When Gov. Rod Blagojevich’s impeachment trial begins at noon Monday, there is likely to be a noted absence: the governor himself, or lawyers representing him.
So far, the Illinois governor has refused to take part, calling the trial “a trampling of the [US] Constitution.” His lawyers have labeled the impeachment a “lynching,” and declared a week ago that they wouldn’t take part.
Mr. Blagojevich has missed every deadline for requesting or challenging witnesses or evidence. He appears instead to be trying to make his case via a national media blitz, hiring a PR firm and appearing Monday on the TV programs “Good Morning America,” “The View,” and “Larry King Live.”
Among the possibilities: His legal team doesn’t know how to defend him and, by not showing up, hopes to argue that it’s an unfair system; or it wants to focus its efforts on the criminal trial, because almost everyone expects the impeachment trial to result in a conviction, Professor Mooney says.
It’s also possible that Blagojevich has simply run out of money to pay lawyers, lacks a staff to develop a coherent strategy, and has let deadlines slide by without knowing what to do, he adds.
“Who knows what goes on in his head,” says Mooney, echoing the thoughts of many Illinoisans as they watched their governor relaunch his PR campaign Friday with a press conference and radio and newspaper interviews. In them, the two-term Democratic governor suggested that the impeachment process was part of a scheme by the legislature and Lt. Gov. Pat Quinn to raise income taxes in the state and to oust him because of his independent streak.
Lead defense lawyer quits
Blagojevich also called on local newspapers – particularly the Chicago Tribune and Sun-Times – to defend him and to attack the trial in editorials. The plea was not without irony, as the Tribune noted in an editorial Saturday, in that part of the criminal complaint against the governor alleges that he tried to have members of the Tribune’s editorial page fired this fall for criticizing him.
The media blitz appears to be one reason Blagojevich’s lead lawyer, Ed Genson, quit Friday, saying, “I never require a client to do what I say, but I do require them to at least listen.”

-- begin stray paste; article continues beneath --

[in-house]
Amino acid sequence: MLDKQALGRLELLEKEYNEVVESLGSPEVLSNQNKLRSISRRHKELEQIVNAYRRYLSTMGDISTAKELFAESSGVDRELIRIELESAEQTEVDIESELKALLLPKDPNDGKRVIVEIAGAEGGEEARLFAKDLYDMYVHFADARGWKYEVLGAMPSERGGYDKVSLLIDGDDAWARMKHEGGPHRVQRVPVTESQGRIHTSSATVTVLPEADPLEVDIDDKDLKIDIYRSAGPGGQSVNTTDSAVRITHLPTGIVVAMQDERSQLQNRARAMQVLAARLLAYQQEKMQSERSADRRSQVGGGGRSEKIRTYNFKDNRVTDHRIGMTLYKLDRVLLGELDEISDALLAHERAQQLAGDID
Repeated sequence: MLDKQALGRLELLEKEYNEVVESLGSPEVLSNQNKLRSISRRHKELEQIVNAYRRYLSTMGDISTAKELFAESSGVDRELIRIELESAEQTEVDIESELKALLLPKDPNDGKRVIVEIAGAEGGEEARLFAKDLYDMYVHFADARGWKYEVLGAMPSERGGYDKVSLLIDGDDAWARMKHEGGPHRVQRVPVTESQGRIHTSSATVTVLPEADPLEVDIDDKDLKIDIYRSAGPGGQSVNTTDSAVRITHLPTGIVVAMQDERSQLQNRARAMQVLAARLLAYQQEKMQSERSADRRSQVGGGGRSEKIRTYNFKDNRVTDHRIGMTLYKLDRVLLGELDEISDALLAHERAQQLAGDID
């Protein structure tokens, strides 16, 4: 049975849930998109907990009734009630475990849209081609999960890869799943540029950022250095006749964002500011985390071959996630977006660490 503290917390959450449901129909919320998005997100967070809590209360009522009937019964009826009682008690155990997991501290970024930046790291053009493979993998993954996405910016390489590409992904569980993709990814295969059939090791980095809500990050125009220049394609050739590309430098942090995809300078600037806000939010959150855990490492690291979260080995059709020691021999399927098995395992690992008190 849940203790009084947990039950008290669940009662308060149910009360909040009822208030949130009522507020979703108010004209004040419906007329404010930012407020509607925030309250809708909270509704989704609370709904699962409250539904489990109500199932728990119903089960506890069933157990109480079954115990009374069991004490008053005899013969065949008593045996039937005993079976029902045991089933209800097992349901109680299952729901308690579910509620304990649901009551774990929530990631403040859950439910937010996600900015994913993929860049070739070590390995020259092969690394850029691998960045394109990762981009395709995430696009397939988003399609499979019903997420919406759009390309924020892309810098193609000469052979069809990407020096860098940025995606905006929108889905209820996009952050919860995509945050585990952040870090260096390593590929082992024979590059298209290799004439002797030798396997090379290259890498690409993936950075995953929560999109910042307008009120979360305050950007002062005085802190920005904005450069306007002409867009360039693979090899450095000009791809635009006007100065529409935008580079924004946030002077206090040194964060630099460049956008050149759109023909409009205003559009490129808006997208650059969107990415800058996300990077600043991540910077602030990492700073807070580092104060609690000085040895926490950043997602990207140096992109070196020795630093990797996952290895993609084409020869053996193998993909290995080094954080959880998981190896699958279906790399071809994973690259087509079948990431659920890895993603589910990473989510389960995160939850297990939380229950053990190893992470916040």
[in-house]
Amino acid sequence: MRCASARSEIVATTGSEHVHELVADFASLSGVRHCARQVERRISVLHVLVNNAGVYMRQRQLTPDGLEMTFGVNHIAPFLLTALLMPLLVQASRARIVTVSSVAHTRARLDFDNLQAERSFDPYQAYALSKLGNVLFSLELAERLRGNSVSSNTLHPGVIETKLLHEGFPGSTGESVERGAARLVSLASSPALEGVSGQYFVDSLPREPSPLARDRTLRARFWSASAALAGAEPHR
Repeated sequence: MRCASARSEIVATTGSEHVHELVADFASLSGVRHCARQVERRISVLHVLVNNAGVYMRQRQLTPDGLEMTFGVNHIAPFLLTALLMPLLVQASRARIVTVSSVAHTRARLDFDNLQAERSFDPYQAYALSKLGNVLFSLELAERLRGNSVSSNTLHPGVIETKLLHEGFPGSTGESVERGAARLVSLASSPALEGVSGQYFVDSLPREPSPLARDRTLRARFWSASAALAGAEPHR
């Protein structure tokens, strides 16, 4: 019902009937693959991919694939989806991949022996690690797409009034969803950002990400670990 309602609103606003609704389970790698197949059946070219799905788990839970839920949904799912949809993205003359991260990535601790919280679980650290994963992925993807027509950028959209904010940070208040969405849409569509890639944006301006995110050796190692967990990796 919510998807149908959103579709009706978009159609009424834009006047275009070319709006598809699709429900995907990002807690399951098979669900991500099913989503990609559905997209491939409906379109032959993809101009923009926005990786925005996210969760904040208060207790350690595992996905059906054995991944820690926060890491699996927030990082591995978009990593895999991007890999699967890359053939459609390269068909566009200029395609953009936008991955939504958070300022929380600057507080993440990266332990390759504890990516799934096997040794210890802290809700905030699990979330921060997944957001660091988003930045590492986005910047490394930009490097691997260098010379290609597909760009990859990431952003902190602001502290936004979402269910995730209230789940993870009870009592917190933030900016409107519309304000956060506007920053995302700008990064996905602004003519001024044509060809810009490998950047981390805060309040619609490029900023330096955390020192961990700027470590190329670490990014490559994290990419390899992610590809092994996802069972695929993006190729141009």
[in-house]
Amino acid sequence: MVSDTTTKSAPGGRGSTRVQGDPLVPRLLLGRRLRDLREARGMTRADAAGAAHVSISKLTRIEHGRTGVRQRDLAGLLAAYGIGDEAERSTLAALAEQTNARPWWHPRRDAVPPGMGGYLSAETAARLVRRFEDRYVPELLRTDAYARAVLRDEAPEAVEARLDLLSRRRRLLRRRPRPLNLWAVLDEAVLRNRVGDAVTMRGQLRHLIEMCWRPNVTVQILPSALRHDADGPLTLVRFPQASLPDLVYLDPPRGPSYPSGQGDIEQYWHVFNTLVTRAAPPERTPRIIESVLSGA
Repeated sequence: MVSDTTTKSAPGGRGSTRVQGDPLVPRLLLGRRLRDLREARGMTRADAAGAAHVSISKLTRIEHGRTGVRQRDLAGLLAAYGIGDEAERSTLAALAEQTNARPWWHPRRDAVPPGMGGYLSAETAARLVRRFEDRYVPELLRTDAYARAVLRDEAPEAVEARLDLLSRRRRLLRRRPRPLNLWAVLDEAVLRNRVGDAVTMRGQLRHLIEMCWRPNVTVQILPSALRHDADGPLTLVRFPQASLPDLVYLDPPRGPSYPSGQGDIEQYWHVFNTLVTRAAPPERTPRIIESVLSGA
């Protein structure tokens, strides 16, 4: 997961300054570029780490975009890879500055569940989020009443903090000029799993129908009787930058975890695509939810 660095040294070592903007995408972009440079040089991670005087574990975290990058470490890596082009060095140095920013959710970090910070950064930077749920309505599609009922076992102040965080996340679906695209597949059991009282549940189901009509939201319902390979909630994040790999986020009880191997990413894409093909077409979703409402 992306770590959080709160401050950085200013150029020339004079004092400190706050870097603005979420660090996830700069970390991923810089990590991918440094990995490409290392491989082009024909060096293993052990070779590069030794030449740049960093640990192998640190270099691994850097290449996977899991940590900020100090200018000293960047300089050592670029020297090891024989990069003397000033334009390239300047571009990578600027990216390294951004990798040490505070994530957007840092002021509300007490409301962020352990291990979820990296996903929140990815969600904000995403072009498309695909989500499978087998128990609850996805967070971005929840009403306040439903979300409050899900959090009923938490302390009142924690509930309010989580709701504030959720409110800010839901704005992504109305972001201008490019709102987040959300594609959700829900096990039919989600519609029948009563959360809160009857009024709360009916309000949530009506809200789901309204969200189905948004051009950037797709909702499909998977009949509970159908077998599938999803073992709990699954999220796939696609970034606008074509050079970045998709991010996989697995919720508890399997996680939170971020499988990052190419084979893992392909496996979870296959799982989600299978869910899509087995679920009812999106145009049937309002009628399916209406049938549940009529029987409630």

At the heart of Blagojevich’s arguments is his position that the trial is stacked against him and denies him the means to effectively defend himself.
Impeachment trials are rare, and since they are considered a political proceeding, they are not subject to the normal rules of a courtroom. While Thomas Fitzgerald, the Illinois Supreme Court’s chief justice, will preside, state senators can overrule his decisions, and there is no guideline as to what is the standard of proof of guilt.
“What guides fair procedures in an impeachment is not the kind of due process concerns that govern a civil or criminal trial,” says Mark Rosen, a professor at Chicago-Kent College of Law in Chicago. Rather, what is important is the public “perception that they’re structuring it in such a way that they’re not going to enfeeble the office of governor” by making it easy for him to be impeached, he says.
Blagojevich has complained that he is unable to call witnesses or introduce evidence in his defense, and that the articles of impeachment drafted by the Illinois House have been automatically admitted as evidence, without his being able to challenge them.
In fact, the rules do allow Blagojevich to challenge the articles and to request that the Senate subpoena witnesses, but he missed the deadlines for both requests, says Rikeesha Phelon, a spokeswoman for John Cullerton, Senate president.
“There has been fair opportunity,” Ms. Phelon says. “Unfortunately, rather than participate, he chose to complain after the deadlines.”
The state Senate is also cooperating with the US attorney’s office by deeming off limits a number of witnesses who might affect the criminal case against Blagojevich. Still, some of the impeachable offenses cited by the House are separate from the criminal complaint against Blagojevich. On Friday, a judge ruled that four FBI tapes of the governor’s conversations can be released to the legislature for use in the impeachment trial.
Public must see trial as fair
At this point, Phelon says, the proceedings will go ahead with or without Blagojevich’s participation, though they may last less than the two weeks originally allotted if no defense is presented.
Although the Senate is permitted to set its own rules for the trial, the proceedings still must be perceived as fair, say many observers, so that the office of governor isn’t weakened by a dangerous precedent. In that sense, the lawmakers have been thrown a bit of a curveball by the governor’s apparent refusal to participate.
“If that [refusal] persists, it’s a source of considerable disappointment and concern,” says Dawn Clark Netsch, a former Illinois comptroller, candidate for governor in 1994, and currently a law school professor at Northwestern University.
“Assuming he’s convicted, we want to be able to look back and say it was fair,” Professor Netsch says. “If I were in [the senators’] position, I would be looking to see if there are any options that would allow a case to be made” in his defense.
In the end, Netsch adds, the purpose of this impeachment is to remove from office someone who seems to have abused his power to the extent that he should no longer serve. “Put in those terms, I’m quite comfortable with it,” she says. “It’s not a criminal trial. He doesn’t go to prison. He doesn’t pay a fine.”